Archive → July, 2011
With the publishing of the football governance report today there are a lot of welcome recommendations. These are good for many smaller clubs but for Manchester United supporters, the ones you could argue who got the report rolling in the first place after the green and gold and red knights publicly stunt it looks like it doesn’t really do much. There isn’t much but the new licensing system which could affect the clubs ownership and style. One thing that caught my eye early on was point 220.
“220. We recommend that the Government consider passing legislation to protect minority supporter stakes that would otherwise be the subject of a compulsory purchase order.”
This basically means a supporters trust with shares within a club would be protected if the law was passed. In 2005 this would have meant the 15% of club would have been protected under shareholders United or todays Manchester United Supporters Trust if under todays co-operative style scheme. Sadly for us this is 6 years too late even for the recommendation. In the Premier League Arsenal, Swansea and Norwich City supporters trusts would have their shares protected under a such a system. This would be true for many other clubs throughout the Football League and lower leagues of the English Tier system.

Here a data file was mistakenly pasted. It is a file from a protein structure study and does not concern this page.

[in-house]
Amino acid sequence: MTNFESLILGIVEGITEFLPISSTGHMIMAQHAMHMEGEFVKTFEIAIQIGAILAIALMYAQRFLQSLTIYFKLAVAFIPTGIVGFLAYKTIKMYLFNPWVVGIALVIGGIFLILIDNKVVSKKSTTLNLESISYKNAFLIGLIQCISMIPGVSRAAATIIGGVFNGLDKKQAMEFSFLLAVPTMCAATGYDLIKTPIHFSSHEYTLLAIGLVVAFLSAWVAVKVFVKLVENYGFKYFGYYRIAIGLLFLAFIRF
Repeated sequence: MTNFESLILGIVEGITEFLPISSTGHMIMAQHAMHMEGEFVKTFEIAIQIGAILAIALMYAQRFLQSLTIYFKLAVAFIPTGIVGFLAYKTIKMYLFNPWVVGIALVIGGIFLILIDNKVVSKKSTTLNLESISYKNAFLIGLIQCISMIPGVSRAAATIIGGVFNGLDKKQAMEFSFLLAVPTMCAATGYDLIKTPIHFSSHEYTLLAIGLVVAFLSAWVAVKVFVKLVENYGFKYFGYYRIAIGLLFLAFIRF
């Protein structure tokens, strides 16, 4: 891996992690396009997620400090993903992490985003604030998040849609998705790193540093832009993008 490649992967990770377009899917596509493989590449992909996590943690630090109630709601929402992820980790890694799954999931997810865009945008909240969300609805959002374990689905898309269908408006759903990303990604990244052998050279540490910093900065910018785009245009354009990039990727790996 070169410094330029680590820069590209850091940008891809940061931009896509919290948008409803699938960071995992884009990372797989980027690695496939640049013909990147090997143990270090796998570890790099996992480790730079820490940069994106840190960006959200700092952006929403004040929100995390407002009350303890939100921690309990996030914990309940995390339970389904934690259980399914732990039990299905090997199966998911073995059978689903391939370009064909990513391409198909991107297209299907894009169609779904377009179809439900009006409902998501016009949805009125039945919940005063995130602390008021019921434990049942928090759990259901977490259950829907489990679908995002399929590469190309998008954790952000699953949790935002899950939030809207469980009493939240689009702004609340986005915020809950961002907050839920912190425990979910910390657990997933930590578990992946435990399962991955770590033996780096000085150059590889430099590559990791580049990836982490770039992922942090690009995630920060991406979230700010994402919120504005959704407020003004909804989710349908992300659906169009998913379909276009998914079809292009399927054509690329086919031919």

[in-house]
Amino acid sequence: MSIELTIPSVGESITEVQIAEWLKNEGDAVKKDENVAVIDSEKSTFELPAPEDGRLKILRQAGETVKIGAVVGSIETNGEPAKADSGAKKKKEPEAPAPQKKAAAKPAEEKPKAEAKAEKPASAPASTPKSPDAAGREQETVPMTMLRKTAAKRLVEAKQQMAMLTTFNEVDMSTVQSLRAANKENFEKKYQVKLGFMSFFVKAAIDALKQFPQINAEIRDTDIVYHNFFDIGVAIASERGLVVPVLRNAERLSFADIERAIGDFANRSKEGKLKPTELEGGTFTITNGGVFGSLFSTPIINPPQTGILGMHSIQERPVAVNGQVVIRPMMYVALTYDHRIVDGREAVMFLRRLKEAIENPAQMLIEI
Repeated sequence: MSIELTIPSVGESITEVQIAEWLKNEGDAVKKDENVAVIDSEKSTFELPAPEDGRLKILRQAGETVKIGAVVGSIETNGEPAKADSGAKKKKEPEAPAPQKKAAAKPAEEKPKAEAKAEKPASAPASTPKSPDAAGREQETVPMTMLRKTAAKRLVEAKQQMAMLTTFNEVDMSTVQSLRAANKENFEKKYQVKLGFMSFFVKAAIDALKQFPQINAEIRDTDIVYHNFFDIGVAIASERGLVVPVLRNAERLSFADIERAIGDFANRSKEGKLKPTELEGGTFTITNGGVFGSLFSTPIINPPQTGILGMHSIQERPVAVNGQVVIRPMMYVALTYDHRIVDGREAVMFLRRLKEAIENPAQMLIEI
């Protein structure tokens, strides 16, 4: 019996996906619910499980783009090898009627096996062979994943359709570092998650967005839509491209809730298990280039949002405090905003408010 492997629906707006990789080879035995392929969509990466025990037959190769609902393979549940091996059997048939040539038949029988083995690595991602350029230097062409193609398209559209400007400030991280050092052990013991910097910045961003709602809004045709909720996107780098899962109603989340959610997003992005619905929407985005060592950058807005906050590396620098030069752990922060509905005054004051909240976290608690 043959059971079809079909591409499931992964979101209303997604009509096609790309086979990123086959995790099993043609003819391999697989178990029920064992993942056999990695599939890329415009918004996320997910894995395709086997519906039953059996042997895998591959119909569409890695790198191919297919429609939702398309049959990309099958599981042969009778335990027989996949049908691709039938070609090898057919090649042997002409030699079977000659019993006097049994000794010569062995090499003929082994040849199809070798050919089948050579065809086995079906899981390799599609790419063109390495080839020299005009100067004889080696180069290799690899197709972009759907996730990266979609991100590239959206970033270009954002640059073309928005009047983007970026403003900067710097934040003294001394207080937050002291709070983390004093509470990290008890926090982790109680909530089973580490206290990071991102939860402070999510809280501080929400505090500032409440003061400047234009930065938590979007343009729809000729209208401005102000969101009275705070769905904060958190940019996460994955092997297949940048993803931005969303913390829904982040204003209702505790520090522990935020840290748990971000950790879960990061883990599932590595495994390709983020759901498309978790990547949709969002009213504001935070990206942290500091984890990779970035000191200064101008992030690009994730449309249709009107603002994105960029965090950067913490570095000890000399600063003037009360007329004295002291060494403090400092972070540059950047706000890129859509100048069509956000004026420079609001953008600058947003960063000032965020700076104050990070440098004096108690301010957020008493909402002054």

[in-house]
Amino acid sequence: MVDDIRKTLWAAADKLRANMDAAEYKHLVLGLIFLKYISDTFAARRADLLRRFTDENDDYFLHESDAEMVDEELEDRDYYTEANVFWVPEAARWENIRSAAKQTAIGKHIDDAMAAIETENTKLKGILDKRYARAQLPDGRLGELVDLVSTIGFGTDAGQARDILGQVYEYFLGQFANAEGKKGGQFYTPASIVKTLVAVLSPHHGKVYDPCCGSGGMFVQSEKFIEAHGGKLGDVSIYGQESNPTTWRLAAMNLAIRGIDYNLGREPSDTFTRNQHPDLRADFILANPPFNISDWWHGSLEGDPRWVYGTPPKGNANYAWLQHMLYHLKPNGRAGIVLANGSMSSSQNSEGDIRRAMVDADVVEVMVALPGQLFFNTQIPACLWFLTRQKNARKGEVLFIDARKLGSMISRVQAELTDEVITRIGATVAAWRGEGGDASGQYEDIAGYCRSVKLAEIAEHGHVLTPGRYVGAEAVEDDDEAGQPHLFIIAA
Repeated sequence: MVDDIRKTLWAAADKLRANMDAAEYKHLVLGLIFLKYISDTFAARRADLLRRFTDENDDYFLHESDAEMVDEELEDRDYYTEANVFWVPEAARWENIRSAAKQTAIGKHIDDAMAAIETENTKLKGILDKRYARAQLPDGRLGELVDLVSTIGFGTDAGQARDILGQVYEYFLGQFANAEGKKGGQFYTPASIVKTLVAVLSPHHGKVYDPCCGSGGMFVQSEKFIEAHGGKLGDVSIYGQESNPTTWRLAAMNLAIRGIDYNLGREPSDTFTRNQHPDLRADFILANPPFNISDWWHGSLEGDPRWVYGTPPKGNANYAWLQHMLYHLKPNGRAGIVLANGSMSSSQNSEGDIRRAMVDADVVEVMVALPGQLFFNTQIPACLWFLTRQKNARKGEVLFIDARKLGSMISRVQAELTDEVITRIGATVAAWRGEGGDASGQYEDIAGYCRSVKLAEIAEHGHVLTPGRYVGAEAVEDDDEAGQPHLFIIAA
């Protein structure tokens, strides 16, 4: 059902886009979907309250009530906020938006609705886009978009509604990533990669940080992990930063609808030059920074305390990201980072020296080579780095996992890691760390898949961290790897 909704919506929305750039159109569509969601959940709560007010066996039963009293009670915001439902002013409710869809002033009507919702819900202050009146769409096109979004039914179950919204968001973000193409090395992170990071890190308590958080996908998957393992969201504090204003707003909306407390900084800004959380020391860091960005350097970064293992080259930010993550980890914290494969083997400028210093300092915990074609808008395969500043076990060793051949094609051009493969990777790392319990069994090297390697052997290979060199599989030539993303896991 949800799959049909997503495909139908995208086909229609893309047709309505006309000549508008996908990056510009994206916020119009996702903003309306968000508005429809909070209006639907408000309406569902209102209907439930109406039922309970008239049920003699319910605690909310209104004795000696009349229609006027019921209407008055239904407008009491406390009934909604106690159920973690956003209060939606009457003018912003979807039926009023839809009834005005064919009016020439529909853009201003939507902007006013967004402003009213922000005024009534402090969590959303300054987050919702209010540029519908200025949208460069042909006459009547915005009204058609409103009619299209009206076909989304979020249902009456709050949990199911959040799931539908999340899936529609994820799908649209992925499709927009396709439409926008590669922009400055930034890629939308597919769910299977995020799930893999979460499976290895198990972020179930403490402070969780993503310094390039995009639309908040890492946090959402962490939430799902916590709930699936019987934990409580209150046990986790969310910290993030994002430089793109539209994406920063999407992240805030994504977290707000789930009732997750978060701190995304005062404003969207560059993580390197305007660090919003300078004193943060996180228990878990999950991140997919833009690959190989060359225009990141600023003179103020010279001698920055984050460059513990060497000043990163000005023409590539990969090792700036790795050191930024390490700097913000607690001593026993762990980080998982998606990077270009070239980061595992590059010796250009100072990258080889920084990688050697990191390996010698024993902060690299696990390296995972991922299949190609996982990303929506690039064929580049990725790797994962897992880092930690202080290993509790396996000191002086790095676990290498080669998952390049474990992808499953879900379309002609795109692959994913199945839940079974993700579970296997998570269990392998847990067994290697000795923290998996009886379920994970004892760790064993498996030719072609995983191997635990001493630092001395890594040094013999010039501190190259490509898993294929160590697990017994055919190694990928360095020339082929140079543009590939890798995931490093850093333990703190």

The other point that can be noted is the new licensing model. ”The licensing model adopted should both review performance and look to promote sustainable forward-looking business plans.” You could argue in an instant the current business model in many clubs isn’t sustainable. Especially at clubs like City and Chelsea. United could also be targeted. A business plan aiming to give away a large amount of it’s revenue to interest payments with no foreseeable end can’t be called sustainable. If a licensing model was introduced that targeted a certain business style such as the rumoured Arsenal model and not the differing United or City business models we could see certain types of debt models and large scale spending models a thing of the past.
I also did a blog yesterday on how Sky could be affected by European broadcast rights at the European Court of Justice and this report supports Sky’s view keeping it as it is. My view comes from the consumers view of charging through the roof for sky sports products.